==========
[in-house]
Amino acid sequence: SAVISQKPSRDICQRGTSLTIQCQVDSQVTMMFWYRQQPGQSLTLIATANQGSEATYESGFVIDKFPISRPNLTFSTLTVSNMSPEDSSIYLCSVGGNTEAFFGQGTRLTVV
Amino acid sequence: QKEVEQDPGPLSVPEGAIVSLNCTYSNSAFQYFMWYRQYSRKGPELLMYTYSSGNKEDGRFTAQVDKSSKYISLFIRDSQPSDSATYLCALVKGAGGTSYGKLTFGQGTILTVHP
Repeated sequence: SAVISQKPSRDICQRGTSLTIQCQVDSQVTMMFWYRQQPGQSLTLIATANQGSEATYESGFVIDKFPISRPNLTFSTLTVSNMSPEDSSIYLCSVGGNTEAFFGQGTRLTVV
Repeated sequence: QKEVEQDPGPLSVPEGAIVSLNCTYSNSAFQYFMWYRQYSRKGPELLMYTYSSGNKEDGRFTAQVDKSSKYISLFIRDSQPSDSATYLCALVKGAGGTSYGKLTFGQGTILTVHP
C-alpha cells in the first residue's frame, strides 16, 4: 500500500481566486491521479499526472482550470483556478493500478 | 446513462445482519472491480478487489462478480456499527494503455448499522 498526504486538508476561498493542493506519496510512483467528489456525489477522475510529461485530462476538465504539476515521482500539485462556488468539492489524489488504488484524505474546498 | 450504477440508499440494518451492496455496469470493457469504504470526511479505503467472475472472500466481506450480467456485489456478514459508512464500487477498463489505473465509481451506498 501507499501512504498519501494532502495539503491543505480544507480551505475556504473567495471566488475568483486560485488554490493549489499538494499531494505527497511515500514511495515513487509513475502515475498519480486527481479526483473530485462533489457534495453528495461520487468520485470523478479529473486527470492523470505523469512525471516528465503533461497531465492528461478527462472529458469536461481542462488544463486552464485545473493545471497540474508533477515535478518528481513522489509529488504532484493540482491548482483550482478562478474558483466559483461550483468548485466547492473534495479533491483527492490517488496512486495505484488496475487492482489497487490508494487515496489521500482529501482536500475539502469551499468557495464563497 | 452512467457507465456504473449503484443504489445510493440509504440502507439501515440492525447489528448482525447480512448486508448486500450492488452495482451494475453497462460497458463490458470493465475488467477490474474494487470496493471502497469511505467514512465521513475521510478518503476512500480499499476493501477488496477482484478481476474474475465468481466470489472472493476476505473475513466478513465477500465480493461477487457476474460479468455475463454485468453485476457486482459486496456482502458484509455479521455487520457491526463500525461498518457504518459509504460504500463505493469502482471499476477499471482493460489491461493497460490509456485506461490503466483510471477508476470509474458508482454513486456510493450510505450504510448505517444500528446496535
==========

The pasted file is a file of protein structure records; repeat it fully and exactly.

[in-house]
Amino acid sequence: SAVISQKPSRDICQRGTSLTIQCQVDSQVTMMFWYRQQPGQSLTLIATANQGSEATYESGFVIDKFPISRPNLTFSTLTVSNMSPEDSSIYLCSVGGNTEAFFGQGTRLTVV
Amino acid sequence: QKEVEQDPGPLSVPEGAIVSLNCTYSNSAFQYFMWYRQYSRKGPELLMYTYSSGNKEDGRFTAQVDKSSKYISLFIRDSQPSDSATYLCALVKGAGGTSYGKLTFGQGTILTVHP
Repeated sequence: SAVISQKPSRDICQRGTSLTIQCQVDSQVTMMFWYRQQPGQSLTLIATANQGSEATYESGFVIDKFPISRPNLTFSTLTVSNMSPEDSSIYLCSVGGNTEAFFGQGTRLTVV
Repeated sequence: QKEVEQDPGPLSVPEGAIVSLNCTYSNSAFQYFMWYRQYSRKGPELLMYTYSSGNKEDGRFTAQVDKSSKYISLFIRDSQPSDSATYLCALVKGAGGTSYGKLTFGQGTILTVHP
C-alpha cells in the first residue's frame, strides 16, 4: 500500500481566486491521479499526472482550470483556478493500478 | 446513462445482519472491480478487489462478480456499527494503455448499522 498526504486538508476561498493542493506519496510512483467528489456525489477522475510529461485530462476538465504539476515521482500539485462556488468539492489524489488504488484524505474546498 | 450504477440508499440494518451492496455496469470493457469504504470526511479505503467472475472472500466481506450480467456485489456478514459508512464500487477498463489505473465509481451506498 501507499501512504498519501494532502495539503491543505480544507480551505475556504473567495471566488475568483486560485488554490493549489499538494499531494505527497511515500514511495515513487509513475502515475498519480486527481479526483473530485462533489457534495453528495461520487468520485470523478479529473486527470492523470505523469512525471516528465503533461497531465492528461478527462472529458469536461481542462488544463486552464485545473493545471497540474508533477515535478518528481513522489509529488504532484493540482491548482483550482478562478474558483466559483461550483468548485466547492473534495479533491483527492490517488496512486495505484488496475487492482489497487490508494487515496489521500482529501482536500475539502469551499468557495464563497 | 452512467457507465456504473449503484443504489445510493440509504440502507439501515440492525447489528448482525447480512448486508448486500450492488452495482451494475453497462460497458463490458470493465475488467477490474474494487470496493471502497469511505467514512465521513475521510478518503476512500480499499476493501477488496477482484478481476474474475465468481466470489472472493476476505473475513466478513465477500465480493461477487457476474460479468455475463454485468453485476457486482459486496456482502458484509455479521455487520457491526463500525461498518457504518459509504460504500463505493469502482471499476477499471482493460489491461493497460490509456485506461490503466483510471477508476470509474458508482454513486456510493450510505450504510448505517444500528446496535